We know from following these NBA Drafts that getting a sure thing, even in the top five (frankly, even with the top overall pick) is never guaranteed. We have gone through the ups and downs with Dion Waiters, Tristan Thompson, and Anthony Bennett. Few teams are in a win-now gear that rivals the Cleveland Cavaliers. LeBron James, with all the mileage, will turn 31 next season. He doesn't appear to be breaking down or anything like that, but maximizing his prime is the priority.
So who will be running with him for the next three to four seasons? All parties involved with the Cavs will tell you that continuity is important. It's something the team has given lip service to in the past, but you'd guess they probably mean it now. This summer will go a long ways towards finding out just how much they value continuity. Decisions will be made on Thompson, David Blatt, Iman Shumpert, Matthew Dellavedova, J.R. Smith, and the ball will be in Kevin Love's court.
The good news is that the Cavs have a model that has worked. The team won two games in the NBA Finals, and were even better when they had two of the top-15 players in the world healthy. In all likelihood, the goal is to keep as many pieces from this past season's team as possible.
Of course, they want to stay young, and they want to get better as well. Enter Thursday's draft. The Cavs will have the 24th selection. After trading Andrew Wiggins last season (not to mention their 2016 1st round pick), the team would have to wait until after making the pick to use it in a trade. What will they do? What should they do? Let's take a look at four main options.
They can draft a stash candidate
This is the least fun, but potentially the most prudent option. Ryan will be writing an article soon breaking down what options the Cavs will have in free agency. In all likelihood, though, the team will be all up in the luxury tax. After being in the tax this past season, the repeater tax looms large.
Now, before you yell at me about Dan Gilbert's casino, just know that there are scenarios where the Cavs' tax bill jumps up to near $180 million on top of a payroll around $125 million.
Here's one pretty simple scenario for Cavs that would nearly double Brooklyn's record $90.6M tax bill. pic.twitter.com/GSoSQx4QXz— Jacob Rosen (@WFNYJacob) June 18, 2015
Now, maybe it isn't likely they get that high. But you can draft an international player with upside, not take the guaranteed cap hit from a rookie drafted in the 20's, and either a) save that money, b) use it to retain valuable players like Tristan Thompson, Iman Shumpert and perhaps J.R. Smith or c) use it to justify using exception money on a free agent. Or some combination of these things.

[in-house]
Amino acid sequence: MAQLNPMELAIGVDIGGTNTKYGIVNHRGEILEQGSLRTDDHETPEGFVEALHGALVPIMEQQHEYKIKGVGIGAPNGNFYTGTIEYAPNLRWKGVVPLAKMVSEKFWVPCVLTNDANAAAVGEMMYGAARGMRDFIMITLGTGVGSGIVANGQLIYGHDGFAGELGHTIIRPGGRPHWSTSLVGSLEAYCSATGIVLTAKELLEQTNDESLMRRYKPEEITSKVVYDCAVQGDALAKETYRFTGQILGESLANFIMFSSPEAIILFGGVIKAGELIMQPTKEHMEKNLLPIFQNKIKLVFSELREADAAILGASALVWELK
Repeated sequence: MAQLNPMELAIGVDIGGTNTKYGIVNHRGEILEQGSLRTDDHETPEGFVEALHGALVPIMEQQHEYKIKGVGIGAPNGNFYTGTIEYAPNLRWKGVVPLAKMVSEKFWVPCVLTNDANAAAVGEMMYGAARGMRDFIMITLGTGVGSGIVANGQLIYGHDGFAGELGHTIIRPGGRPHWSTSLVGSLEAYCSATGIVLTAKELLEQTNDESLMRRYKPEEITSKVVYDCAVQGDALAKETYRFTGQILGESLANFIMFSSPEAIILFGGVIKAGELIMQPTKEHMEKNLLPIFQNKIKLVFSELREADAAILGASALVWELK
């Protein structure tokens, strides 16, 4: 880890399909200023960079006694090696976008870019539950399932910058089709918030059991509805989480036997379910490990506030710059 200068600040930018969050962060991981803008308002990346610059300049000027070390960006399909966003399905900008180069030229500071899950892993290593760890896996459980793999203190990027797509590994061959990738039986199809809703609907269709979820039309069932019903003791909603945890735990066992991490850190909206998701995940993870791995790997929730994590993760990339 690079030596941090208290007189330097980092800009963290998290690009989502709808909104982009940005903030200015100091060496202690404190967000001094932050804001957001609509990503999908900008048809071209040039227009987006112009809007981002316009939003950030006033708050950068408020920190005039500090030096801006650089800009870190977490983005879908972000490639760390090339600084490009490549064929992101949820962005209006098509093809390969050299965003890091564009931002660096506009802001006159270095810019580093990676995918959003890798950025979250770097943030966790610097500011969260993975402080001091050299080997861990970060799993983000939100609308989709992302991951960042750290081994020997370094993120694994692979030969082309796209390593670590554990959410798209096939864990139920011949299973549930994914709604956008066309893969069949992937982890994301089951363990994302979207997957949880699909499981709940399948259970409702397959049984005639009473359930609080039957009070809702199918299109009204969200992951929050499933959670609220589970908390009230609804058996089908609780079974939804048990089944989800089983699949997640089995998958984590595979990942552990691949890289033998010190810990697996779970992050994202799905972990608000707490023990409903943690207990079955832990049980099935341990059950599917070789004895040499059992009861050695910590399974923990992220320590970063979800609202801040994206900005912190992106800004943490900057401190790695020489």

Now, I'd like to use this space to let you know about the player I'd like to stash, but I don't have an opinion here. I do know Trevor has done fantastic work on these draft profiles. He'll have more of them, and a Big Board on Thursday.
They can draft a wing
I've seen many Cavs fans clamoring for a young, athletic wing in the draft that can shoot. To which I say: I'd like all my student loans taken care of and my high school to win a state basketball championship. Jimmy Butler's don't grow on trees, though they really ought to. Bad jokes aside, they probably can find a wing who can shoot. And they probably could find a wing that projects as a defender. It'll be hard to find in one package.
It'll also be hard to find one that can help right away. How do I know this? I know very little about this draft class, after all. College players just don't often come NBA ready. Doug McDermott was not NBA ready. Most top-5 picks are not NBA ready. Could we draft someone who helps year one? Absolutely. Maybe one is a longterm replacement for Smith. Maybe it's someone who can put pressure on Joe Harris to take that role. Maybe (maybe! calm down!) they find an eventual replacement for Dellavedova. There are no guarantees.
They can draft a big
I think I'd rather they drafted a high upside big, though. There won't be any pressure on someone to come in and contribute immediately, and they'd be able to practice against and with LeBron James and a great big man rotation. Timo Mozgov has a year left on his deal. Perhaps Love signs a one year deal and the Cavs don't have long-term security. Perhaps Anderson Varejao never fully recovers. Perhaps the draft pick emerges as a cost-efficient Tristan Thompson replacement.
It's the perfect situation for the Cavs to, perhaps, add a player into a low-pressure situation that can give the team a possible security blanket.
They can hang tight and ultimately trade the pick
There have been whispers that the Cavs are open to trading their pick because they don't believe they can get someone who will contribute immediately. This is probably correct!
That doesn't make trading the pick the best option. They could trade the Haywood pick on its own on draft night when it will be worth about $2.25 million, or they can wait for the new league year (starts July 1) and it will be worth $10.5 million that any team can waive for cap relief. Maybe the Cavs will waive it for cap relief! They'll probably try and grab an asset.
I'm ambivalent about trading the pick, with or without Haywood, for an established player. You want to win now, but you don't want to give up ways to get younger. This isn't about mortgaging the farm. It's about maintaining assets and ways to get better.
Which option sounds good to you? What player sounds good to you?
Update: this article has been modified from what was originally posted. The Cavs must only wait 30 days to trade their pick if they sign them to an actual deal. Otherwise, they just have to wait until the selection is actually made.